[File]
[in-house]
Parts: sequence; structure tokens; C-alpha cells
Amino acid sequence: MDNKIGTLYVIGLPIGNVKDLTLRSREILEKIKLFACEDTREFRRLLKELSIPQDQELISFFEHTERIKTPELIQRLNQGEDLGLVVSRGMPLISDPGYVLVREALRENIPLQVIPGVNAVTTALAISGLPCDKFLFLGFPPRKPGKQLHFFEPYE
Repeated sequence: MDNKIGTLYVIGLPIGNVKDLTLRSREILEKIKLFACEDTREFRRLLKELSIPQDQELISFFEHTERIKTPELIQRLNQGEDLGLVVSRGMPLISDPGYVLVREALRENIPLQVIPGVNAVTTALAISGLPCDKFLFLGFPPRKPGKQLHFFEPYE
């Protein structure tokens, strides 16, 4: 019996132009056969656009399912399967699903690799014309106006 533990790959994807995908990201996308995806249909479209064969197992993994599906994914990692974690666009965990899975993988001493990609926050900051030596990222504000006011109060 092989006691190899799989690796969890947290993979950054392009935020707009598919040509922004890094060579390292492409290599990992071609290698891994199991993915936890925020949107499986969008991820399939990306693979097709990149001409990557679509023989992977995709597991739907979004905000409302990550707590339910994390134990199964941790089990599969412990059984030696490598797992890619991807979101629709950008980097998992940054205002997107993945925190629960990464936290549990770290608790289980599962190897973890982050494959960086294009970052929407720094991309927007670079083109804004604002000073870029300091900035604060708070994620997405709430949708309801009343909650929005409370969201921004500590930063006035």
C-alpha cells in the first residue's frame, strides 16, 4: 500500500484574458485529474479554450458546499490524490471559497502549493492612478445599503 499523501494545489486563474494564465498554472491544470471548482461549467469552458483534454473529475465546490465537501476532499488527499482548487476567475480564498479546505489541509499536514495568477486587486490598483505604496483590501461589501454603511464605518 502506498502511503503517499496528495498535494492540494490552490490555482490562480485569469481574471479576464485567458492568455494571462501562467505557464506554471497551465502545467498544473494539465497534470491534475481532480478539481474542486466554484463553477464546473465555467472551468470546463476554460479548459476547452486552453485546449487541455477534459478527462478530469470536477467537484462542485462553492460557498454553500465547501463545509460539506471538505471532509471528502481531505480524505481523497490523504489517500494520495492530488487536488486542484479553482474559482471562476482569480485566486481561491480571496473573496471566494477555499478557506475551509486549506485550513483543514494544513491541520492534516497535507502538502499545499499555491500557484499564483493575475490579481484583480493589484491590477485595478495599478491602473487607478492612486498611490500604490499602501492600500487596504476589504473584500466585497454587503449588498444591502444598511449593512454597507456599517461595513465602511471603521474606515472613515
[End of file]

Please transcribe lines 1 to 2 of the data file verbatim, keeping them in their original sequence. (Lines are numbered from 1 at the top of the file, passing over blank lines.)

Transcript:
[in-house]
Parts: sequence; structure tokens; C-alpha cells